An Incomplete List of Campaign/Start-Up Similarities:
- Your primary product has to be amazing. Everything else has to be just-good-enough. As a start-up or as a campaign, everyone knows you by their one window into the organization - like the OFA field campaign, or New Relic's performance monitoring service
- Everything that supports your operation - your systems and processes - should be just-good-enough-to-work. In start-ups and campaigns, you don't have the time, money or staff to build a really beautiful process, or a really beautiful infrastructure. That doesn't mean you can make something haphazard - you still have to contain your risks - but you can't spend too much time on evaluations, designs, redesigns, etc.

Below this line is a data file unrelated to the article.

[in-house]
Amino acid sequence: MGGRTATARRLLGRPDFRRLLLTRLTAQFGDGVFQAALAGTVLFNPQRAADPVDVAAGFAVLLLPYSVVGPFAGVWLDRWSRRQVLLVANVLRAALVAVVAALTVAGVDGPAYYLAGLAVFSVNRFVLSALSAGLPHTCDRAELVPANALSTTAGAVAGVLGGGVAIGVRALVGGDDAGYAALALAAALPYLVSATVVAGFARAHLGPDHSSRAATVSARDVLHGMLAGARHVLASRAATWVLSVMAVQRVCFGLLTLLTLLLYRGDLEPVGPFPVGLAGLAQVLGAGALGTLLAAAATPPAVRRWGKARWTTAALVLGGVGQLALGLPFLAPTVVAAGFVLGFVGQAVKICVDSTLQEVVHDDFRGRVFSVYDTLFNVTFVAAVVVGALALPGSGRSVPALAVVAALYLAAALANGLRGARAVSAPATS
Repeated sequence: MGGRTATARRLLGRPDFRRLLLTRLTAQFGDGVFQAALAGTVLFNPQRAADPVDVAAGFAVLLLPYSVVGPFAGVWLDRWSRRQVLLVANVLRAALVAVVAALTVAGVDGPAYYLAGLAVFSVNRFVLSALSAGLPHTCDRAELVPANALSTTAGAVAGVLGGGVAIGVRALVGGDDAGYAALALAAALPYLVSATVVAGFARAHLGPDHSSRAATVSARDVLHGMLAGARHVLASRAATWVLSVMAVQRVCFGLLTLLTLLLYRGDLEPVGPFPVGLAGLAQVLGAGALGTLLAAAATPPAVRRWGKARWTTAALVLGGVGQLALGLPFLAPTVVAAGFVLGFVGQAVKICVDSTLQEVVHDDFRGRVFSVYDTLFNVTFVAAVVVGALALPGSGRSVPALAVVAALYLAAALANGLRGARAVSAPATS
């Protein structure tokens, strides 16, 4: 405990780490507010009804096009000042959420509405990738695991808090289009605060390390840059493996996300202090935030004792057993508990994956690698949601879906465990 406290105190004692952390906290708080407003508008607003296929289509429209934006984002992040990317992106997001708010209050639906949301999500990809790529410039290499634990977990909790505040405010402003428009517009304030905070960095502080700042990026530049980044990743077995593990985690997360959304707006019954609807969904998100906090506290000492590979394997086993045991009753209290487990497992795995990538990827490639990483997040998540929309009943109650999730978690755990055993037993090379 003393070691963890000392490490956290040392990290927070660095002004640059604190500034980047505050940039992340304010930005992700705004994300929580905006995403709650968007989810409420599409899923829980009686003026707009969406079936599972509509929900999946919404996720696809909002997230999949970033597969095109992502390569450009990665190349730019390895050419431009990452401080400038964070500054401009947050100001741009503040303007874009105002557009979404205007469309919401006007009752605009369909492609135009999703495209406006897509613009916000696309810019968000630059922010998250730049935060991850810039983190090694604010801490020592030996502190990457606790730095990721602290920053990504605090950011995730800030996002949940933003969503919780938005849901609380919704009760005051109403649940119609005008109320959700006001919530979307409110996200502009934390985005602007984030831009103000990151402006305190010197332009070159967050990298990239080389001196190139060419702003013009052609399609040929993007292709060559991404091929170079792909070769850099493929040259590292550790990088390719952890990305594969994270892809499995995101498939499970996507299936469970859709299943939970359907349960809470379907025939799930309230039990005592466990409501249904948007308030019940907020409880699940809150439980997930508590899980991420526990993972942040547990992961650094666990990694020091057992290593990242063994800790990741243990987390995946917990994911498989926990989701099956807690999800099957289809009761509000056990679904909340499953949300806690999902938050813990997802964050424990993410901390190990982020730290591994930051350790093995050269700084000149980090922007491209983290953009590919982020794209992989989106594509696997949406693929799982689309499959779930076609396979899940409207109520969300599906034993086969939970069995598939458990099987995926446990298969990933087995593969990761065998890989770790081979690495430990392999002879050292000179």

- Everyone contributes, everyone owns something (or many things).
- Your great idea is only great if you implement it.
- Your great critique is only useful if you provide a new solution.
- Tight budgets favor free software and services.
- Time is short - projects that aren't working get abandoned.
The big *difference* is that a campaign has a definite end date. That frees you to run up a lot of tech debt that would otherwise be problematic in a startup.ReplyDelete